We knew that Kenyan Drake would disrupt whatever backfield he landed in but given the number of RB needy teams like the New York Jets, Miami Dolphins, Houston Texans, his own Arizona Cardinals, etc. it came as a surprise that he landed somewhere that already has a marquee back. Playing with a mobile QB limited his usage in the pass game with Arizona but he’s a capable pass catching back and he is already telling reporters that Jon Gruden expects to have him lining up all over the field including wide receiver. From a fantasy analyst perspective, let’s all just take a moment to appreciate the teams and players that just straight up tell you what they are going to do, unlike good organizations.
Josh Jacobs was already limited in the pass game before this. Now his passing game upside is virtually vaporized. Over the last five years, top ten fantasy RB’s in half point PPR have AVERAGED 54.8 receptions with a median of 53. Don’t believe me? Boom, chart.
For those wondering, the two red RB’s in the top five are both Derrick Henry . The last RB to finish top five with less than 25 catches before him was Marshawn Lynch back in 2012. In the most recent season, there’s a lot less green than usual but you also have to remember that guys like Christian McCaffrey , Saquon Barkley , and Austin Ekeler all missed a significant chunk of the season. Oh, and there was a pandemic. Catches matter. And, with the swish of a pen, Josh Jacobs went from a bell cow role with minimal competition to the worse half of a split backfield. And, on top of that, he might be facing a multi-game suspension stemming from a DUI arrest this fall. Ouchies. On a side note, if anyone was holding on to pass catching backs Jalen Richard and Theo Riddick , they can safely be dropped at this point.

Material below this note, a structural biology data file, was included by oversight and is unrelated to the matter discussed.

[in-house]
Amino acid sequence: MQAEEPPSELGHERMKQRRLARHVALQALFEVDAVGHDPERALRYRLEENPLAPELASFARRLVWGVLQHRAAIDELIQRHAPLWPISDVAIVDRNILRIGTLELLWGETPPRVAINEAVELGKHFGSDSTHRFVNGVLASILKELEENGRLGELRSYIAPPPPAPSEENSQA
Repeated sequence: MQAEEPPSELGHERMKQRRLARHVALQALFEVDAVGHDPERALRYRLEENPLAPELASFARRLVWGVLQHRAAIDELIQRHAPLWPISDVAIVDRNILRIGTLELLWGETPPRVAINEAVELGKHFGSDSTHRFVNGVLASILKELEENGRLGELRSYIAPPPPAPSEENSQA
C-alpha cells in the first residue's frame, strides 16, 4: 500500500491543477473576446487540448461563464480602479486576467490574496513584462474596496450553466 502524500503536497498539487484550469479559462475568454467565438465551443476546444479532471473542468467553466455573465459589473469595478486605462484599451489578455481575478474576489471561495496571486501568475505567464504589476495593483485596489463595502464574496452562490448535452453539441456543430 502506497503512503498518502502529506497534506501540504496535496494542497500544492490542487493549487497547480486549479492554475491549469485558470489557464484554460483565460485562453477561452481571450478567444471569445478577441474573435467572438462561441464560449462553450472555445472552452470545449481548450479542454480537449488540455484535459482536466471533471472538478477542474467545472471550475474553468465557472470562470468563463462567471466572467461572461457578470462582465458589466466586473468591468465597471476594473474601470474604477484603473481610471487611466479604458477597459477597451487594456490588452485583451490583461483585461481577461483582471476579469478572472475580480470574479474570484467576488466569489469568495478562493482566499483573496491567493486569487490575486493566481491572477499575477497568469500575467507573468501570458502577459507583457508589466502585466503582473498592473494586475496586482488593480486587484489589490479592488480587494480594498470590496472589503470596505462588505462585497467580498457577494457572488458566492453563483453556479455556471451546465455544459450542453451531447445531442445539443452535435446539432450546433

Chris Carson - Seattle – Two Years, $10.425 million
Is there more of a gum chewing, butt slapping, players’ coach in the league than Pete Carroll? Maybe Mike Tomlin but Pete is up there. His fun and seemingly easy going demeanor on the sideline and with his players makes it hard to remember that he’s actually the oldest active coach in the league. Maybe it’s his grumpiness that makes Bill Belichick seem like he’s 20 years older than Pete but not only is that not the case, but Carroll was actually the last guy to coach the Patriots before Belichick over 20 years ago. Weird!
Chris Carson has certainly been one of the biggest beneficiaries of Carroll’s player-friendly ways, managing to hold onto his job despite being an undrafted free agent and fumbling 11 times over the last three years (only Ezekiel Elliot has fumbled more while also touching the ball 272 more times than Carson). In fact, Carson started the 2019 season losing a fumble in each of the first three games then also fumbling four times over a three-week span starting in week nine. He’s still the guy. It’s not exactly Remember the Titans over there with Pete.
The reality of the situation is that Pete likes HIS guys and this contract clearly illustrates what we already knew: Chris Carson is HIS guy. First round pick Rashaad Penny has shown flashes but he’s never been able to stay healthy while Travis Homer and DeeJay Dallas clearly didn’t show enough to threaten that job. Carson is the guy in what should once again be a good rushing attack so he should once again provide owners with value at his ADP. As we briefly mentioned earlier and as Andrew Erickson mathematically laid out in this article, mobile QB’s aren’t ideal for fantasy RB’s from a pass catching standpoint so there is a bit of a cap to Carson’s value in the immediate future but no one can run forever in this league. So, at some point, Russell Wilson should transition a bit towards more of a pocket passer and Carson is surprisingly only 26 so he realistically could be around for that. Until then he remains a rock solid RB2 with backend RB1 upside.